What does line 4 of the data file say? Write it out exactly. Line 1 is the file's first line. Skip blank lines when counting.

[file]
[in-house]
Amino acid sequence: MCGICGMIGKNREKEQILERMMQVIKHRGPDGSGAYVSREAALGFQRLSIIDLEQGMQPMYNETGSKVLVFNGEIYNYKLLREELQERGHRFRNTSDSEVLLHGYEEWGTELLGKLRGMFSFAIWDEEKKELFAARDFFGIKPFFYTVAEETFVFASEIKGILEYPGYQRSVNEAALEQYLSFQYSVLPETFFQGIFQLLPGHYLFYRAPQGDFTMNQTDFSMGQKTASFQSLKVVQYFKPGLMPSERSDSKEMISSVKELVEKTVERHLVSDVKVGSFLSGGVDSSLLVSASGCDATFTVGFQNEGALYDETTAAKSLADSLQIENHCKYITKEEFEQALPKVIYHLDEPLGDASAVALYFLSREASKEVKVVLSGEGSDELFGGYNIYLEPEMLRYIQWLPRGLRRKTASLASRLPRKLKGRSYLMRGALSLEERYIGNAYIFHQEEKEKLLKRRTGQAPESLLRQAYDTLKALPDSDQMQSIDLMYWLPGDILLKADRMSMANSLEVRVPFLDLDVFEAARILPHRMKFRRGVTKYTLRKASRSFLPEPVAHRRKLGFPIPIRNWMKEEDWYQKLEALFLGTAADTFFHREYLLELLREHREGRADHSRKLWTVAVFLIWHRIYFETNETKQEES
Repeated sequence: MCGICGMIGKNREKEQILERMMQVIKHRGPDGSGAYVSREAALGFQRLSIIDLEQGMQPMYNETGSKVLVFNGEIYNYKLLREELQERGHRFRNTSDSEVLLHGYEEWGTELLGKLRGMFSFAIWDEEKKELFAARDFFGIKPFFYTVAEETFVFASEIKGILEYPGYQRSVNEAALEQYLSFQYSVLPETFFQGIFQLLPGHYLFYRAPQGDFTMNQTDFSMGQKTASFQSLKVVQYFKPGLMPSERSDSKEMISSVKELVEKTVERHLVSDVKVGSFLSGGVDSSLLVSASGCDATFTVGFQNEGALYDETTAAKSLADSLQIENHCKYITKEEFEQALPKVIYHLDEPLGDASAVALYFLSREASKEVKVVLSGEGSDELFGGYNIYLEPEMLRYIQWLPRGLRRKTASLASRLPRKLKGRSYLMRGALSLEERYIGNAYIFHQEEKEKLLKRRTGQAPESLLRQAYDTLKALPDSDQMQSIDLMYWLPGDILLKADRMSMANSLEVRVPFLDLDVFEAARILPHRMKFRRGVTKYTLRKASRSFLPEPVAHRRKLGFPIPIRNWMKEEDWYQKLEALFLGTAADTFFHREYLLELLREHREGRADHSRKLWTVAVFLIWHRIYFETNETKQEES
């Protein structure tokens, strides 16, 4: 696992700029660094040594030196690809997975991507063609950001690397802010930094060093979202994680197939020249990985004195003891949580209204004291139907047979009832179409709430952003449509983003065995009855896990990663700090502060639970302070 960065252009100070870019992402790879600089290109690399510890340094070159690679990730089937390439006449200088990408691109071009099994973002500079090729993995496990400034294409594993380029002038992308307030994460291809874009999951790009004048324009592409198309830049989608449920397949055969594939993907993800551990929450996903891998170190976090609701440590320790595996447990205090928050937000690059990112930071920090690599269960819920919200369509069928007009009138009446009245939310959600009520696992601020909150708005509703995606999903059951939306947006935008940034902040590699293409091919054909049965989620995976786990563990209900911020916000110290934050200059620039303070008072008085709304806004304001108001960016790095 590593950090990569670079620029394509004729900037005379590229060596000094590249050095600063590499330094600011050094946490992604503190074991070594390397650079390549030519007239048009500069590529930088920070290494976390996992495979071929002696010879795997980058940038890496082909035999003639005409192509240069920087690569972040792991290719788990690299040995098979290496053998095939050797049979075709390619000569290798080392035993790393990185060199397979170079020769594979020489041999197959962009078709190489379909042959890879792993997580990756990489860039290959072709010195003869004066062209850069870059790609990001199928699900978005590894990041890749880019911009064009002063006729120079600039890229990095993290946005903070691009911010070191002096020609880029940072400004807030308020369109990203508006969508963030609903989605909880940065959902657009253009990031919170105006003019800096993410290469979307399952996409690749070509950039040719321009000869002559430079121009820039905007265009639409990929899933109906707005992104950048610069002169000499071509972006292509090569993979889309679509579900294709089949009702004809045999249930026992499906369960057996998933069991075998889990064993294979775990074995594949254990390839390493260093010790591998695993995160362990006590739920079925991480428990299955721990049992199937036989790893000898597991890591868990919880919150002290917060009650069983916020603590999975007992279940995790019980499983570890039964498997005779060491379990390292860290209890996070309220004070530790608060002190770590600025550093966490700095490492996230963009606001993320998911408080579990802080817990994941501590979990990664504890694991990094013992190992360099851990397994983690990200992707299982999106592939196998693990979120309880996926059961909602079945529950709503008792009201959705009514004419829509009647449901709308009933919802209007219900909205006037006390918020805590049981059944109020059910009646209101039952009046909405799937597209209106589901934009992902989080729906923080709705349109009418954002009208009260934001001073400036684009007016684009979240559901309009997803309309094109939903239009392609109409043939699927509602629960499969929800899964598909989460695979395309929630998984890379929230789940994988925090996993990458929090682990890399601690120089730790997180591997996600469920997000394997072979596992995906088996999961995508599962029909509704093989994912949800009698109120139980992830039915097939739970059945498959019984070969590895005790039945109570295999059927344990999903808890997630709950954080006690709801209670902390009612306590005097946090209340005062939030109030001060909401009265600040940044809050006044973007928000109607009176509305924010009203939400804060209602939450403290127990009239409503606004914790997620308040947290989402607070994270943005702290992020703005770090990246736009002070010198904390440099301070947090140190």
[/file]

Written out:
């Protein structure tokens, strides 16, 4: 696992700029660094040594030196690809997975991507063609950001690397802010930094060093979202994680197939020249990985004195003891949580209204004291139907047979009832179409709430952003449509983003065995009855896990990663700090502060639970302070 960065252009100070870019992402790879600089290109690399510890340094070159690679990730089937390439006449200088990408691109071009099994973002500079090729993995496990400034294409594993380029002038992308307030994460291809874009999951790009004048324009592409198309830049989608449920397949055969594939993907993800551990929450996903891998170190976090609701440590320790595996447990205090928050937000690059990112930071920090690599269960819920919200369509069928007009009138009446009245939310959600009520696992601020909150708005509703995606999903059951939306947006935008940034902040590699293409091919054909049965989620995976786990563990209900911020916000110290934050200059620039303070008072008085709304806004304001108001960016790095 590593950090990569670079620029394509004729900037005379590229060596000094590249050095600063590499330094600011050094946490992604503190074991070594390397650079390549030519007239048009500069590529930088920070290494976390996992495979071929002696010879795997980058940038890496082909035999003639005409192509240069920087690569972040792991290719788990690299040995098979290496053998095939050797049979075709390619000569290798080392035993790393990185060199397979170079020769594979020489041999197959962009078709190489379909042959890879792993997580990756990489860039290959072709010195003869004066062209850069870059790609990001199928699900978005590894990041890749880019911009064009002063006729120079600039890229990095993290946005903070691009911010070191002096020609880029940072400004807030308020369109990203508006969508963030609903989605909880940065959902657009253009990031919170105006003019800096993410290469979307399952996409690749070509950039040719321009000869002559430079121009820039905007265009639409990929899933109906707005992104950048610069002169000499071509972006292509090569993979889309679509579900294709089949009702004809045999249930026992499906369960057996998933069991075998889990064993294979775990074995594949254990390839390493260093010790591998695993995160362990006590739920079925991480428990299955721990049992199937036989790893000898597991890591868990919880919150002290917060009650069983916020603590999975007992279940995790019980499983570890039964498997005779060491379990390292860290209890996070309220004070530790608060002190770590600025550093966490700095490492996230963009606001993320998911408080579990802080817990994941501590979990990664504890694991990094013992190992360099851990397994983690990200992707299982999106592939196998693990979120309880996926059961909602079945529950709503008792009201959705009514004419829509009647449901709308009933919802209007219900909205006037006390918020805590049981059944109020059910009646209101039952009046909405799937597209209106589901934009992902989080729906923080709705349109009418954002009208009260934001001073400036684009007016684009979240559901309009997803309309094109939903239009392609109409043939699927509602629960499969929800899964598909989460695979395309929630998984890379929230789940994988925090996993990458929090682990890399601690120089730790997180591997996600469920997000394997072979596992995906088996999961995508599962029909509704093989994912949800009698109120139980992830039915097939739970059945498959019984070969590895005790039945109570295999059927344990999903808890997630709950954080006690709801209670902390009612306590005097946090209340005062939030109030001060909401009265600040940044809050006044973007928000109607009176509305924010009203939400804060209602939450403290127990009239409503606004914790997620308040947290989402607070994270943005702290992020703005770090990246736009002070010198904390440099301070947090140190």